- The Washington Times - Thursday, May 5, 2005

A pro-business group in Virginia yesterday gave high marks to most of the Republican delegates who last year voted to raise taxes by $1.38 billion.

The Virginia Foundation for Research and Economic Education ranked each of the 140 state legislators based on his or her support of measures that promoted prosperity and a favorable business climate over the past 10 years.

Each year when the legislative session ends, the group asks 100 business lobbyists to anonymously grade the lawmakers on their business perspectives. The scores were out of 100 possible points, and anyone who scored 75 points or higher is considered a “consistent supporter of pro-business views.”

Several of the Republican delegates who got high scores face primary challenges from anti-tax Republicans. The foundation’s evaluations could help them hold onto their seats at the June 14 primary.

Delegate L. Preston Bryant Jr., Lynchburg Republican who was a leader of the tax-reform effort, ranked No. 1, with a score of 82.

Robert Garber is challenging Mr. Bryant for the Republican nomination. Mr. Bryant has outraised his opponent by more than $120,000. Mr. Garber has raised less than $500, according to the most recent campaign finance statement posted on the Virginia Public Access Project’s Web site, www.vpap.org.

The tax-reform package, passed in May 2004, increased the sales and cigarette taxes and the transaction fee for selling homes. It also reduced some taxes. The tax increase did not affect businesses, and the money raised funded education, health care and public safety.

The foundation’s ranking looked at how each legislator voted on issues ranging from curbing frivolous lawsuits to ending the accelerated sales-tax collection, a practice that requires large businesses to pay sales taxes based on the prior year’s sales.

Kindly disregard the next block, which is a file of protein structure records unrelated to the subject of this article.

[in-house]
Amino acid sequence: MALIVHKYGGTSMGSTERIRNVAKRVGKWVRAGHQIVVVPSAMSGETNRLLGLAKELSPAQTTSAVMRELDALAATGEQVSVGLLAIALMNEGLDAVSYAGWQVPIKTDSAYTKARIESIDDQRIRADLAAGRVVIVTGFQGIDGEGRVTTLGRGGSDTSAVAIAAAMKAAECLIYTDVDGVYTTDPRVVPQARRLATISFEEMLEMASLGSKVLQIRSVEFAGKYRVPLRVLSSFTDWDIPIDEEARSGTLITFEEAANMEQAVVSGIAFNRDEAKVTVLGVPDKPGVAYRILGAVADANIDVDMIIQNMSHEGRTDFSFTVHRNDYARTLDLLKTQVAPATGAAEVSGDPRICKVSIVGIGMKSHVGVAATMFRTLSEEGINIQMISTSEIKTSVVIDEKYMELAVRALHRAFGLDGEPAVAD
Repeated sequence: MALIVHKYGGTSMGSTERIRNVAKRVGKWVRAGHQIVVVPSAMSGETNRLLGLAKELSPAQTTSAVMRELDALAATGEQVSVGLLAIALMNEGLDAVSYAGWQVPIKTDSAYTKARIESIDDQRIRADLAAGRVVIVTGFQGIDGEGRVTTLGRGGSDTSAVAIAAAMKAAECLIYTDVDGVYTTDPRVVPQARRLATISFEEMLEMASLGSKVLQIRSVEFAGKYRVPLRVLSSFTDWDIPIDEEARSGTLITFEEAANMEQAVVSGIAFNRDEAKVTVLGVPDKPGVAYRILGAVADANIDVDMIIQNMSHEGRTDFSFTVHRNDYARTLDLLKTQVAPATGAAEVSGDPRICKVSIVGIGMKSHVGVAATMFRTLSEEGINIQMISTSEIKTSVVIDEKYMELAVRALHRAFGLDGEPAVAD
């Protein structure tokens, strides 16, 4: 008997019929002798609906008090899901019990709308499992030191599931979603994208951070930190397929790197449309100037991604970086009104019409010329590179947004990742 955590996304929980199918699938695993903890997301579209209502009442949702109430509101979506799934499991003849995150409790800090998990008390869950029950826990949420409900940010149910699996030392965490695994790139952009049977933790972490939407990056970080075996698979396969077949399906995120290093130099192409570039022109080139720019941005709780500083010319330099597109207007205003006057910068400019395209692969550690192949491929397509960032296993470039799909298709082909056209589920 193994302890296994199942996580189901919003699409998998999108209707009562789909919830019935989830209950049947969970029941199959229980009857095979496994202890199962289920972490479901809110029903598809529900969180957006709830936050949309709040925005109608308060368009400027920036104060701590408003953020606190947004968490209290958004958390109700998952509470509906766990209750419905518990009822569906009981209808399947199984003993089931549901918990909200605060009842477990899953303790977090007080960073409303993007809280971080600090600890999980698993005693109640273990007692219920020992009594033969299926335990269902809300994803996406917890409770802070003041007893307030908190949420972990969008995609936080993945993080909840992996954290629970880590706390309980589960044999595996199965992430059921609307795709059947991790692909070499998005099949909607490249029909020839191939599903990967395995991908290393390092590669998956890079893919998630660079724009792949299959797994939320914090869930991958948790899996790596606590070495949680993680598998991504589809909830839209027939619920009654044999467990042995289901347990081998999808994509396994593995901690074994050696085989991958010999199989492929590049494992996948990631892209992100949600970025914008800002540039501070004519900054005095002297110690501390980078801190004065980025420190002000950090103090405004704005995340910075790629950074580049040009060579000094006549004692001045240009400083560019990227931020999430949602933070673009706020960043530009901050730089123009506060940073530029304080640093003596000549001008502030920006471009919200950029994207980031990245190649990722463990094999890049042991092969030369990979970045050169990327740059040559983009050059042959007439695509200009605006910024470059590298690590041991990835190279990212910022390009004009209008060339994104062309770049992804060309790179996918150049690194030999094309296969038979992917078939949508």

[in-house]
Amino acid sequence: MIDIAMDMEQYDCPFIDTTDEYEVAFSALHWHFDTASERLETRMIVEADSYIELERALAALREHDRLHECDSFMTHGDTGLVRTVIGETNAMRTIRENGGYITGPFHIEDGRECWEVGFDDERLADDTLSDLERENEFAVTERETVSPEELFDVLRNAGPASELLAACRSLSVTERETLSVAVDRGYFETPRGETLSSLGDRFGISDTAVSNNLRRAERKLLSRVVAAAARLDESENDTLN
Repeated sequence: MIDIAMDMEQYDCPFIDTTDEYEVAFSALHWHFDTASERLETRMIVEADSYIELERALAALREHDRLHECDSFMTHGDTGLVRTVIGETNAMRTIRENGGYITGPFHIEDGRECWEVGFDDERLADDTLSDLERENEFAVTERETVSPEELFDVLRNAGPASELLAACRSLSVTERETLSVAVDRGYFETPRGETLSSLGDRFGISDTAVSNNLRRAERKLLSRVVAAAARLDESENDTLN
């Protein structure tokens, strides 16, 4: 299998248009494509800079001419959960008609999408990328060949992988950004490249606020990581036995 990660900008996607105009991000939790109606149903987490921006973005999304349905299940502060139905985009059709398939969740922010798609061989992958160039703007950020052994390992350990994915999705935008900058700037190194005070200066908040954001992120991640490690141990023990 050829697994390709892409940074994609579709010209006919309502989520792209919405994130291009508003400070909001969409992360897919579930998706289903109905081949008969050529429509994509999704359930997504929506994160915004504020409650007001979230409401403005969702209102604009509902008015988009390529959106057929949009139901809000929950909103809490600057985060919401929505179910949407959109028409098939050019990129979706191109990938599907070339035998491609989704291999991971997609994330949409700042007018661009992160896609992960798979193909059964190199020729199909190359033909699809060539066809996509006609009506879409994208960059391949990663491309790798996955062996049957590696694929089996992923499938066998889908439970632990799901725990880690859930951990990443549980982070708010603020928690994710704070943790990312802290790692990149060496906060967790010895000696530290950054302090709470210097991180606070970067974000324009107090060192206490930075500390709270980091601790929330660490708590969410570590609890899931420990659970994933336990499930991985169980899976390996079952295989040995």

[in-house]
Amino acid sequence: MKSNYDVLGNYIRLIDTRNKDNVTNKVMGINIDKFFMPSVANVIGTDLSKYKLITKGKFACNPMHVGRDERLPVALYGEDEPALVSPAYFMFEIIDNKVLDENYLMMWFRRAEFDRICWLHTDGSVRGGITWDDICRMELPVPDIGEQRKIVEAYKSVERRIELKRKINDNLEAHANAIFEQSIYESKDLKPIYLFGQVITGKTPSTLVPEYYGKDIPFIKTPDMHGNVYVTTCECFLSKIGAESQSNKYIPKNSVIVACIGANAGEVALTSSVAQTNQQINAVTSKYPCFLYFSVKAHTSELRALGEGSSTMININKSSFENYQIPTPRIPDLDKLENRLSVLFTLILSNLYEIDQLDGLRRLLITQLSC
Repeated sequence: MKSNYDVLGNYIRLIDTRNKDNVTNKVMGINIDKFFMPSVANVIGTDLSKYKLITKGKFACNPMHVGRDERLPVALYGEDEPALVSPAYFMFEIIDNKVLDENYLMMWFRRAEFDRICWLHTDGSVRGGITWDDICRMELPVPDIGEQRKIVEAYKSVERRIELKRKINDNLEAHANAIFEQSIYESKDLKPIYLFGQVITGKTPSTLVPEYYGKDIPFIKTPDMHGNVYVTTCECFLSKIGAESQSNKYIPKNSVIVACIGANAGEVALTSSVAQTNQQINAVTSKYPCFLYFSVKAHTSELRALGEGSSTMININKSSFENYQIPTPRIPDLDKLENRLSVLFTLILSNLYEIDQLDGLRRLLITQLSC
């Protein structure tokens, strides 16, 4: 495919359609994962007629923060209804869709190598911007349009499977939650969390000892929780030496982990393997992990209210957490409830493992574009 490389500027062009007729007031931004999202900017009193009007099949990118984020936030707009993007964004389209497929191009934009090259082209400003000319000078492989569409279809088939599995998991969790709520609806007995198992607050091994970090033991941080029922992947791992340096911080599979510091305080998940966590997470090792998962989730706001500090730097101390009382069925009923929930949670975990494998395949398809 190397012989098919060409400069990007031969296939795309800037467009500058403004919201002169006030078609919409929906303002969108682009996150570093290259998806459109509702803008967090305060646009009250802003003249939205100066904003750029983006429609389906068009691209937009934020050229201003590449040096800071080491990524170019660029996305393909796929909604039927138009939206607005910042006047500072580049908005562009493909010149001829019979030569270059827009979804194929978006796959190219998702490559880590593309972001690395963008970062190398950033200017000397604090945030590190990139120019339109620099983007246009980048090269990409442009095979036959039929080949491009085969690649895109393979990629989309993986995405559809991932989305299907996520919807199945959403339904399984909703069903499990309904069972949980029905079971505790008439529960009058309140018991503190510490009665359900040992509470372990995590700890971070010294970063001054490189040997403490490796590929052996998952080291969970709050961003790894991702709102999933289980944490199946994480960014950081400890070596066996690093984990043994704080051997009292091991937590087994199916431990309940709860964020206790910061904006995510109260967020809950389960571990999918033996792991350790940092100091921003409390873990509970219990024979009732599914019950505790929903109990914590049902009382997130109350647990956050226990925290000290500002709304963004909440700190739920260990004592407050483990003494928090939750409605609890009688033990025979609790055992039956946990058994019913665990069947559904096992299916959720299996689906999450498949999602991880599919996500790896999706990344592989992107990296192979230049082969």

Seventeen Republican delegates are considered “mavericks” within their party after they broke with the House Republican Caucus to vote in support of the tax increase.

Of those, seven are facing primary challenges next month.

Delegate Edward T. Scott, Culpeper Republican, scored 81 points on the foundation’s ranking. Mr. Scott, who is in his first term, faces a challenge by Mark Jarvis, a former pastor. Mr. Scott has raised $62,191 and Mr. Jarvis has raised $27,457, according to VPAP.

Delegate Joe T. May, Leesburg Republican, scored 79 points. He faces a challenge by Christopher Oprison. Mr. May has raised $240,542, partly because he had been seeking the Republican nomination for lieutenant governor but later dropped out of the race. Mr. Oprison has raised $91,474, according to VPAP.

Delegate Harry J. Parrish, Manassas Republican who authored the tax increase, scored 78 points. Mr. Parrish, who also serves as chairman of the House Finance Committee, is running against Steve Chapman in the primary. Mr. Parrish has raised $126,242 and Mr. Chapman has raised $36,767, according to VPAP.

Delegate Robert D. Orrock Sr., Caroline County Republican, scored 75 points. He faces a challenge by Shaun Kenney. Mr. Orrock has raised $61,072 and Mr. Kenney has raised $38,765, according to VPAP.

Other Republican delegates who voted for the tax increase also scored high points on the ranking. They are William H. Fralin Jr. of Roanoke, who scored an 80; Riley E. Ingram of Hopewell, who scored a 79; S. Chris Jones of Suffolk, who scored a 79; G. Glenn Oder of Newport News, who scored a 78; Daniel W. Marshall III of Danville, who scored a 78; Thomas Davis Rust of Fairfax, who scored a 77; and Robert Tata of Virginia Beach, who scored a 77.

Delegate David B. Albo, Fairfax County Republican who opposed the tax increases, scored 81 points.

The foundation was founded in 1988 as an independent business association working to strengthen the state’s business environment through the political process, according to its Web site, www.vafree.com. Its membership includes corporations, trade associations and Virginia businessmen and women.

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